That’s an intriguing kicker, but multiple attempts to reach Swinehart and learn more were unsuccessful.

The Doodle archive page included a bit of the trail’s history, along with photos of Swinehart working there. The page showed that the painting and slideshow reached an international audience that included Lithuania, France, the United Kingdom, Brazil and Peru. 

Alma mater memories

On Friday, “Today Show” travel reporter Mark Ellwood joined hosts Hoda Kotb — a Virginia Tech graduate — and Jenna Bush Hager to discuss a two-item list of fall getaways that began with northern Wisconsin and ended with Roanoke. 

“We’re going to take you to Roanoke because we have a Go Outside Festival in Roanoke,” Ellwood told the hosts.

Those are just the kind of words that Pete Eshelman likes to hear. Eshelman, of the Roanoke Regional Partnership, is co-director of the festival.

“I think for the Go Outside Festival, that’s probably the biggest national shout-out we’ve received,” Eshelman said. “I think it’s a great thing any time you get mentioned on national television.”

The free event that celebrates the Roanoke region’s outdoors scene is set for downtown Oct. 13-15 and includes live music at Elmwood Park. Eshelman joked that the TV audience might have gotten more information about it, except Ellwood and Hager nudged Kotb to do a bit of the “Old Hokie” cheer.

“I think all of this combined shows how Roanoke and Visit Virginia’s Blue Ridge, we’re starting to get noticed more and more, and I think it supports the brand and the narrative around the outdoors that we’ve been building over the last couple of years,” he said.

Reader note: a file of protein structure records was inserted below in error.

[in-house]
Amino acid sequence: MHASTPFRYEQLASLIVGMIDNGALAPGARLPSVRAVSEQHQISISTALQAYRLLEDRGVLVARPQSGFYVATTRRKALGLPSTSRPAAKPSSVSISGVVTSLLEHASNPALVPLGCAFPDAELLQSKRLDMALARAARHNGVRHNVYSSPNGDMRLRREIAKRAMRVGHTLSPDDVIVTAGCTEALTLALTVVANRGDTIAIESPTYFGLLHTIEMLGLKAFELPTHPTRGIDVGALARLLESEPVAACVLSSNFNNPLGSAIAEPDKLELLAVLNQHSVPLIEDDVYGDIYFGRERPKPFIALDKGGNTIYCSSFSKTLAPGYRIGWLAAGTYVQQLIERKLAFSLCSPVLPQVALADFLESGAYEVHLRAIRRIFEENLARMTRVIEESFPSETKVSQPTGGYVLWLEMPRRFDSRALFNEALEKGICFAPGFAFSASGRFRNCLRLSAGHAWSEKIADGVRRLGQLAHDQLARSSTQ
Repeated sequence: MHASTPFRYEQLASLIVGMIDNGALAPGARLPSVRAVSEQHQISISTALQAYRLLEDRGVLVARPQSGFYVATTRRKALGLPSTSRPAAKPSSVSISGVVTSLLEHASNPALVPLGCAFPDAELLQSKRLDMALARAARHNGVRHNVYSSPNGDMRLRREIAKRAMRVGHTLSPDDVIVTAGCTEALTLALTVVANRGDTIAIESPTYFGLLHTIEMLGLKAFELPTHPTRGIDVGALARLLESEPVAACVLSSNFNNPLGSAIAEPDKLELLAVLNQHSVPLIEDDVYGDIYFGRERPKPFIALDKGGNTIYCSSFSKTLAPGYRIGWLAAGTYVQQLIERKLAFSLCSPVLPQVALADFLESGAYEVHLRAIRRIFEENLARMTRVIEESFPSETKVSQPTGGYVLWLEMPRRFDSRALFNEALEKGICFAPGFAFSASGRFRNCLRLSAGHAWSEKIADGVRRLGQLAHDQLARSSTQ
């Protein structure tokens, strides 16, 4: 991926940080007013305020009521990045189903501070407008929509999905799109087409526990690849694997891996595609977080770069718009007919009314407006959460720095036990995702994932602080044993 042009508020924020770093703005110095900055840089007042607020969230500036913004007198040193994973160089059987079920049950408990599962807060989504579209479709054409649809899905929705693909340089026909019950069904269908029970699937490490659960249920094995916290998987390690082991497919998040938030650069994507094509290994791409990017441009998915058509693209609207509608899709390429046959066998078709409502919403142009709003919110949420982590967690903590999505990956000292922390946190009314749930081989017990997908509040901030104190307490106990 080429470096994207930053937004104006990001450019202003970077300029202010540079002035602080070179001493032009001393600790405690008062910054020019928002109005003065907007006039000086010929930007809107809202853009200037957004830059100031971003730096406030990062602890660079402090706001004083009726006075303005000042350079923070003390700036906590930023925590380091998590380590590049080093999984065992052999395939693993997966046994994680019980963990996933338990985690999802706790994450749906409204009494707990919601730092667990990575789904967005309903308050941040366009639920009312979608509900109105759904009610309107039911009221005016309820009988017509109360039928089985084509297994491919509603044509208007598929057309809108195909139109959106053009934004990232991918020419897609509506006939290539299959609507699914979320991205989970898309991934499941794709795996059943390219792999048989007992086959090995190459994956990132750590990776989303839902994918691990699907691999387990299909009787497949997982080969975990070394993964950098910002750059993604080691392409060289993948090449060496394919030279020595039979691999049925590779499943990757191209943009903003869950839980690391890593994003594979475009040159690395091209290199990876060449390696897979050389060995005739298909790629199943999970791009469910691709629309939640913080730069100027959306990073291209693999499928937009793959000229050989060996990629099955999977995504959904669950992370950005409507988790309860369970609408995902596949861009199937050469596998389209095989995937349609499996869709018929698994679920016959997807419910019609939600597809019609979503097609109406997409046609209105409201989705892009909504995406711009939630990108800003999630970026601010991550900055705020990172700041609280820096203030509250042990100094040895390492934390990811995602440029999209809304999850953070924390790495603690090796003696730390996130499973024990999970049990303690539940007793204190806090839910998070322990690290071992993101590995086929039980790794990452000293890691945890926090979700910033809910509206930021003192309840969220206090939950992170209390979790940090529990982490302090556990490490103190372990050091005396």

Kotb’s Blacksburg connection was a boon for the VBR pitch, and the organization played to it, Lucas said.

About mid-September, the Virginia Tourism Corp. notified the commonwealth’s tourism boards — destination marketing organizations, in modern parlance — that “Today” was looking for fall getaways. Colleagues put together regional film footage and photos for the show to use. They recommended The Liberty Trust for lodging in Roanoke, in part to fit the morning show’s required average daily rental rate, $250 or less. The “Today” segment listed rooms at $175 per night.

“We used that Virginia Tech alum niche for Hoda, talked about how we’re a great place to visit — we’ve got a part of the [Blue Ridge Parkway], which just reopened, in Roanoke, Go Fest is coming up,” Lucas said. “So we put that pitch together. Our marketing team worked with us to put together the best images and [film footage] that we had, packaged it all in a drop box and then submitted it to Virginia Tourism.”